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Stories From The UN Archive: UN-identified Flying Objects In Space

11 April

From the General Assembly’s first consideration of unidentified flying objects (UFOs) to welcoming astronauts fresh from a walk on the Moon, this #ThrowbackThursday, we looked back at the UN’s role in the space age ahead of the International Day of Human Space Flight, marked annually on 12 April.

UN tops NASA’s interstellar playlist

Before launching into space in 1977, the United States space agency, NASA, asked the UN to provide materials for a playlist to record an album – the "Golden Record" – to be sent to the stars. In fact, the first words on the vinyl record itself are those of the then-UN Secretary-General, expressing hope for peace and friendship with whoever discovers and plays it.

If you visit UN Headquarters, a replica of the Golden Record is on display alongside other space oddities, including an actual piece of the Moon.

Bill Nye, “The Science Guy” and CEO of the Planetary Society, walks viewers through how to decipher the Golden Record, its significance today and how reverence for the universe can inspire action for our planet.

Watch the full video here.

Did the General Assembly ever consider UFOs?

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In 1977 and 1978, at the request of Grenada, the General Assembly took up the issue of UFOs.

Included on the Assembly’s agenda for its 32nd and 33rd sessions was the item “Establishment of an agency or a department of the United Nations for undertaking, co-ordinating and disseminating the results of research into unidentified flying objects and related phenomena”.

While draft resolutions sponsored by Grenada in each session were not pressed to vote and were not adopted, the world body did adopt decisions 32/424 and 33/426.

In 1978, the General Assembly decided to invite “interested Member States to take appropriate steps to coordinate on a national level scientific research and investigation into extraterrestrial life, including unidentified flying objects, and to inform the Secretary-General of the observations, research and evaluation of such activities”.

Find links to both Assembly decisions here, courtesy of Ask Dag, the service catering to inquiring minds in Chinese, English, French and Spanish, at the UN Dag Hammarskjöld Library.

Fresh from the Moon walk

Jumping back further, United States astronauts fresh from a Moon walk visited UN Headquarters to much fanfare in August 1969.

Neil Armstrong, Edwin E. Aldrin and Michael Collins of Apollo 11, the first humans to land on the moon, were honoured at a ceremony at the north plaza of the UN General Assembly Building.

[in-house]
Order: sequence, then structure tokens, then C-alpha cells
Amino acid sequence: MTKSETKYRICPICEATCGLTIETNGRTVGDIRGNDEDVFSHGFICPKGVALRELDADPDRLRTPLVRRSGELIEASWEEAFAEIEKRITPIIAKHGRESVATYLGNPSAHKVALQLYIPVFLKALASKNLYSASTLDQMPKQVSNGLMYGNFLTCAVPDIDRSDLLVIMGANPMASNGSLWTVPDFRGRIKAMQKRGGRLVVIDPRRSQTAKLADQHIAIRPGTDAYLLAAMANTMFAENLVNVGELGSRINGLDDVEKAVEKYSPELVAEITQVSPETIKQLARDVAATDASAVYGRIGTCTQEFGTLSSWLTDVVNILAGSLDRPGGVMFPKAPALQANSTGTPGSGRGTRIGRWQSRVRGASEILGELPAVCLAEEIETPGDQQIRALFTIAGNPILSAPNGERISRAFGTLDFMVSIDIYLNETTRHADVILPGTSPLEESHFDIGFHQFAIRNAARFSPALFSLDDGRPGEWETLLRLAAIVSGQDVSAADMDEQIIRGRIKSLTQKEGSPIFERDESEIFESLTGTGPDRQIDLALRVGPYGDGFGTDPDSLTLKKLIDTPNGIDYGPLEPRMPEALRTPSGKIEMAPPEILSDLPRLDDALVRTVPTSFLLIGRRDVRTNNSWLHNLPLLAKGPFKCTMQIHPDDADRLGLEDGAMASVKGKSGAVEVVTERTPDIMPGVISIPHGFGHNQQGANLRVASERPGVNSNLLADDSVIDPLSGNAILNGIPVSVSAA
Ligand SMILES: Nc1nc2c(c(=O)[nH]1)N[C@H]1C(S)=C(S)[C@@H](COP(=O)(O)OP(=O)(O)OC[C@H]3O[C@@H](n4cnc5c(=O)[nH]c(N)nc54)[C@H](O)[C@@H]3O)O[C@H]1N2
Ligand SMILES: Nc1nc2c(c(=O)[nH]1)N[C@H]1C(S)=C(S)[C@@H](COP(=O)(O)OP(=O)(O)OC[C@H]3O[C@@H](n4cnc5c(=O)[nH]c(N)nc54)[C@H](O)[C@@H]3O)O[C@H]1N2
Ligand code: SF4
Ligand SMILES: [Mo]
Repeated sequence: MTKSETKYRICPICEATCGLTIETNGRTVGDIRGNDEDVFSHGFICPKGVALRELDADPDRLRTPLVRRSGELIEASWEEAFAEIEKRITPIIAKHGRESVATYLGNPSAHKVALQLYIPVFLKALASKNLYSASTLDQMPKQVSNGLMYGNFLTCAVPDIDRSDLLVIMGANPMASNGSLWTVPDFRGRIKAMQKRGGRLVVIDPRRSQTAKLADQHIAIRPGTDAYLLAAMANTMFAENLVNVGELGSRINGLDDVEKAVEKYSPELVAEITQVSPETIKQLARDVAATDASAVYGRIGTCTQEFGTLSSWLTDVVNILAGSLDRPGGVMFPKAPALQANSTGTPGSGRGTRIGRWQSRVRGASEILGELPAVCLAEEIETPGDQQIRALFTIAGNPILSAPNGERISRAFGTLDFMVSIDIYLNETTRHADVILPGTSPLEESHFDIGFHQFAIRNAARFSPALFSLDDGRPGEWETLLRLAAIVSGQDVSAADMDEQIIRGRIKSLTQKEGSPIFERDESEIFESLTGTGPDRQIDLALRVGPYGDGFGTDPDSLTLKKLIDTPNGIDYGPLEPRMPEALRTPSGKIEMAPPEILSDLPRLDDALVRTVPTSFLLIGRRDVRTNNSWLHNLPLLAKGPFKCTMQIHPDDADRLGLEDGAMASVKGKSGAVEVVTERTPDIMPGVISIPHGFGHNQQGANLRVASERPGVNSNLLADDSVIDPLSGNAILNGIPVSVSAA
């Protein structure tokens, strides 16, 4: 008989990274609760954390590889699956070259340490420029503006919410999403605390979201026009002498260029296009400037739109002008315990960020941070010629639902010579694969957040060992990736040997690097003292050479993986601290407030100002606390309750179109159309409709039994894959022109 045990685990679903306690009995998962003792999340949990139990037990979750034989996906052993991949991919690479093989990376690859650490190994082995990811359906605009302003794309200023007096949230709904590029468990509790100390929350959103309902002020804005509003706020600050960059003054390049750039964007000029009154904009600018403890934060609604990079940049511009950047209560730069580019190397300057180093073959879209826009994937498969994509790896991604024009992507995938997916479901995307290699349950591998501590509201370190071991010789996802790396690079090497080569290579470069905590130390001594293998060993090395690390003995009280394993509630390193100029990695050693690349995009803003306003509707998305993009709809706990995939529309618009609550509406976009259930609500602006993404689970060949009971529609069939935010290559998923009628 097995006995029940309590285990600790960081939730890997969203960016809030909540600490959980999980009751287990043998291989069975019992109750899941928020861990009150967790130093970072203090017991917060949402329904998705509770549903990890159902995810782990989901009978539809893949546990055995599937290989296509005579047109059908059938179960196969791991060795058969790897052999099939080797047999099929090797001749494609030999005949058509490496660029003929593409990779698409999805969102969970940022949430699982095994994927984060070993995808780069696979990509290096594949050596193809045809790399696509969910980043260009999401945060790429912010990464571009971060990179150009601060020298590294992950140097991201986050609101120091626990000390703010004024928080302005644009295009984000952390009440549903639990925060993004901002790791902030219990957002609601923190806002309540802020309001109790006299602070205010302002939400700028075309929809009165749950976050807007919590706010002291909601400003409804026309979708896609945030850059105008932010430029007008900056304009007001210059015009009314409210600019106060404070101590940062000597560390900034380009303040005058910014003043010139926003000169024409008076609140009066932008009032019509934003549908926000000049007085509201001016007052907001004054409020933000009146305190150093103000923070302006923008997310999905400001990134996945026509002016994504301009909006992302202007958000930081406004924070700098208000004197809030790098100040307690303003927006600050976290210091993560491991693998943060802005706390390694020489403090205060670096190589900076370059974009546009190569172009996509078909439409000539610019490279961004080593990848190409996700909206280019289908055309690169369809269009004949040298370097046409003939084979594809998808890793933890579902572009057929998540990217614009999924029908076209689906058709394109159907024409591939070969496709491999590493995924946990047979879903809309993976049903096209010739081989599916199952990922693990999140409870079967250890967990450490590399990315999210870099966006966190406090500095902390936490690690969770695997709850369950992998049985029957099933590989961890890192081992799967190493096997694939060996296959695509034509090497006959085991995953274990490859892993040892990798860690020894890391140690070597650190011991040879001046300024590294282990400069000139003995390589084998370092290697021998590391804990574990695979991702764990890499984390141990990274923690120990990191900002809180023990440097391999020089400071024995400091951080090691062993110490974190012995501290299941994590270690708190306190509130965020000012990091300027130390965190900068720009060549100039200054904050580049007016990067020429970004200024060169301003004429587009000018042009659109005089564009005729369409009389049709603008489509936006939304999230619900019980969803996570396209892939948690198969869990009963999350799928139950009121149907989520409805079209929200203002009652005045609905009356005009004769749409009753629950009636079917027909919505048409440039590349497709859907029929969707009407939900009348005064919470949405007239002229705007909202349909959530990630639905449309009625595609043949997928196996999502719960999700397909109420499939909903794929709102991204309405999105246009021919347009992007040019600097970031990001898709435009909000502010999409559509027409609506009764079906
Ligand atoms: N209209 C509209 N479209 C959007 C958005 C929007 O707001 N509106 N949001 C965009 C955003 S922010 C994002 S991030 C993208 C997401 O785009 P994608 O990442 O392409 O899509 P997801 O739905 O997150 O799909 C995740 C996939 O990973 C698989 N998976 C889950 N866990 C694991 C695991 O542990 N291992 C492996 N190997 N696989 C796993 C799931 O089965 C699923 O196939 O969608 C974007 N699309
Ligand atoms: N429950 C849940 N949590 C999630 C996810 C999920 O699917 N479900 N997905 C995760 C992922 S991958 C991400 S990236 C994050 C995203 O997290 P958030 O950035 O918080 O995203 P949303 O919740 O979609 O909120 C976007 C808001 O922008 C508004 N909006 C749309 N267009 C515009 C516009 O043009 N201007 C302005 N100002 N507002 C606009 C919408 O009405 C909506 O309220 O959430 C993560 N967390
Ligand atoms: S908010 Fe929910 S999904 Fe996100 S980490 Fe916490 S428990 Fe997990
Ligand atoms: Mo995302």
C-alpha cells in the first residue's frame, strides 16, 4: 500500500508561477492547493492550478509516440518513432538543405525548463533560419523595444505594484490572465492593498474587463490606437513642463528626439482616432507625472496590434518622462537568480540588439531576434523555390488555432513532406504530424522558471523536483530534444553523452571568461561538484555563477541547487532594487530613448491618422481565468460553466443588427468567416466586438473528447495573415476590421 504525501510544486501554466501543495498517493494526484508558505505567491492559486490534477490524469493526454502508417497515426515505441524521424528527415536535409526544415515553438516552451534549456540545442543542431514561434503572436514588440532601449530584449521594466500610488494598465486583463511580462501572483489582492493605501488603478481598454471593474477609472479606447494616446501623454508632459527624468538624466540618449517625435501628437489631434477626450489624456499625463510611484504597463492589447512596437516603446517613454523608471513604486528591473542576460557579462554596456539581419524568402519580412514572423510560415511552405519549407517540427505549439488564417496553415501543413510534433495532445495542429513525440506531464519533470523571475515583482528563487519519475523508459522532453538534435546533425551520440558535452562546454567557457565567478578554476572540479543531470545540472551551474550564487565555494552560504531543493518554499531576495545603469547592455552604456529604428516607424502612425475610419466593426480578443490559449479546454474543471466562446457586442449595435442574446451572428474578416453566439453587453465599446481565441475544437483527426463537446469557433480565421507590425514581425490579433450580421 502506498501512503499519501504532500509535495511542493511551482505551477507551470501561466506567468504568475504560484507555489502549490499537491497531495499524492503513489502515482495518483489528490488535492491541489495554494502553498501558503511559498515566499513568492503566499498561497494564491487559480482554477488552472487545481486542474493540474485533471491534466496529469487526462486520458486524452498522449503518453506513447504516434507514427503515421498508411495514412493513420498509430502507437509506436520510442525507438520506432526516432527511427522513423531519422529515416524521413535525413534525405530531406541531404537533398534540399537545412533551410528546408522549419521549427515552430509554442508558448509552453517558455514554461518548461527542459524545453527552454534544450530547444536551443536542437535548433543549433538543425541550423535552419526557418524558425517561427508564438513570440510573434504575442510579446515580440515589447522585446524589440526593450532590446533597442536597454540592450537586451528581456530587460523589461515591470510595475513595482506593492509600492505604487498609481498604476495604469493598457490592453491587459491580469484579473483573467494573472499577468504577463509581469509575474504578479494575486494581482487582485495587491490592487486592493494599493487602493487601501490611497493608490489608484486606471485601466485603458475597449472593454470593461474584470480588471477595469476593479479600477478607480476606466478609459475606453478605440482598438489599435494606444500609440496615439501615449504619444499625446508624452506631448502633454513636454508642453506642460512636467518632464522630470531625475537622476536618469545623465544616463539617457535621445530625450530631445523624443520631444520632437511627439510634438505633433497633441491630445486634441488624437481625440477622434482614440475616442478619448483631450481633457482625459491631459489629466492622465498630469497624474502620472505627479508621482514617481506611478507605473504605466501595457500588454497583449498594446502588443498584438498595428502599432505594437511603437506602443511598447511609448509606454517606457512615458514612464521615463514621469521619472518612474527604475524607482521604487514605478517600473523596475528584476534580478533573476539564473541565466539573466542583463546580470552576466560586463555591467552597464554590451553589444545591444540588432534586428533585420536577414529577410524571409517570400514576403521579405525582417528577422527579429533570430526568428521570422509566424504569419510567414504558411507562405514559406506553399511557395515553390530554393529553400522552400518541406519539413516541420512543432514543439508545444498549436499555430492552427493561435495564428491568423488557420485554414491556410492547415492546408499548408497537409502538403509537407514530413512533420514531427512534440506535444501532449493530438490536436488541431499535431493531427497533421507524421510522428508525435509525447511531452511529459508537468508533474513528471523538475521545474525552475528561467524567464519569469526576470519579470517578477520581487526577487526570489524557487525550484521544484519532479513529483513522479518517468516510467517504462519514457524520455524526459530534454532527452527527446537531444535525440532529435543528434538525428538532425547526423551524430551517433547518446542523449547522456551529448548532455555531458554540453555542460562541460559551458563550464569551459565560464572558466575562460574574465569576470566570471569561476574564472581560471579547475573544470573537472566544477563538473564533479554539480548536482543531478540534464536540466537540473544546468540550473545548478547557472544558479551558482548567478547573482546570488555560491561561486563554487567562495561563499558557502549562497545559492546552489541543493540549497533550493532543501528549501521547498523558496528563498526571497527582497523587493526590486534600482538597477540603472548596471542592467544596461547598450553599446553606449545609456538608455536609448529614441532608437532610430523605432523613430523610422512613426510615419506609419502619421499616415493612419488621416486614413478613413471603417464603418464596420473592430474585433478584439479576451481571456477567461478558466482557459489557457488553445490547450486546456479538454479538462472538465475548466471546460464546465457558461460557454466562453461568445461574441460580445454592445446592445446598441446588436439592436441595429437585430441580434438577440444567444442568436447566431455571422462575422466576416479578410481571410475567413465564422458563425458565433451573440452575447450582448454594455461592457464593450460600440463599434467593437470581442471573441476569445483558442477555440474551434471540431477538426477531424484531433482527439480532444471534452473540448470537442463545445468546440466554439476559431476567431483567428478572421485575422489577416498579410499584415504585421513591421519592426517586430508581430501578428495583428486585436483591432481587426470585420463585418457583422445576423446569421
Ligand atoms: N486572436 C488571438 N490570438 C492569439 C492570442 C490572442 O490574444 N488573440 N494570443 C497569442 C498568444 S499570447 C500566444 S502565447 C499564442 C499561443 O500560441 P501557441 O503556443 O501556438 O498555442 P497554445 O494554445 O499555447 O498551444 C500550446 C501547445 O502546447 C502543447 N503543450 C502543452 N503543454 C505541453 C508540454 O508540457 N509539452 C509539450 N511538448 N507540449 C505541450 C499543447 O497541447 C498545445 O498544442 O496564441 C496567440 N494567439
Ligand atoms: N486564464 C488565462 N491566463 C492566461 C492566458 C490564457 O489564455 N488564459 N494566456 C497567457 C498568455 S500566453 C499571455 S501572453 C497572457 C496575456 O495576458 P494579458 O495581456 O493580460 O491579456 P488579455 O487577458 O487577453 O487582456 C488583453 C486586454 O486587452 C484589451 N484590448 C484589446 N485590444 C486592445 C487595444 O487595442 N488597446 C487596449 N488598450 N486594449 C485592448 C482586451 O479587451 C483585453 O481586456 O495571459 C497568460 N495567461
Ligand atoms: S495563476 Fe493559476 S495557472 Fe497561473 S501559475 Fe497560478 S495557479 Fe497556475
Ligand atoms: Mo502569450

Listen to the full UN Radio episode in 1969 on their visit here.


Right after the Soviet Union launched Sputnik in 1957, UNOOSA, the UN Office for Outer Space Affairs, was established and has since been monitoring developments across more than 77 successful lunar missions as well as other journeys into space. These days, the UN space agency is getting ready to host the UN Conference on Sustainable Lunar Activities in Vienna in June.

Watch UNOOSA’s latest youth competition winners here.

In 1959, the General Assembly created a committee to govern the exploration and use of space for the benefit of all humanity for peace, security and development.

Instrumental in creating the five treaties and five principles of outer space, the Committee on the Peaceful Uses of Outer Space (COPUOS) has mandated duties that include keeping pace with rapid advances in space technology.

‘Like entering a dream state’

What’s it like being in outer space?

In 1990, 17 astronauts from around the world shared their out-of-this-world experiences in Our Planet Earth, a timeless documentary produced for the UN by Lemle Pictures, Inc. with cooperation of the Association for Space Explorers and the Canadian International Development Agency.

“It was the greatest feeling I ever had in my entire life,” said one astronaut. “Seeing the black sky and the bright sun. This is really impossible, but I saw it.”

Another said he had to go to the bathroom, which meant draping a curtain around himself, and from a side window, he caught his first glimpse of Earth while hurtling through space.

One said he immediately gasped “God is great”.

Yet another said he tried clumsily manoeuvring in a state of weightlessness, finding himself awkwardly jammed against a window when he was awestruck by both the view and the magnificence of Earth.

One summed up a commonly shared feeling among the space travellers, saying “I felt a love for all the inhabitants of the Earth. I just wanted to love them all.”

On #ThrowbackThursday, UN News is highlighting epic moments across the UN’s past, cultivated from the UN Audiovisual Library’s 49,400 hours of video recordings and 18,000 hours of audio chronicling.

Visit UN Video’s Stories from the UN Archive playlist here and our accompanying series here. Join us next Thursday for another dive into history.

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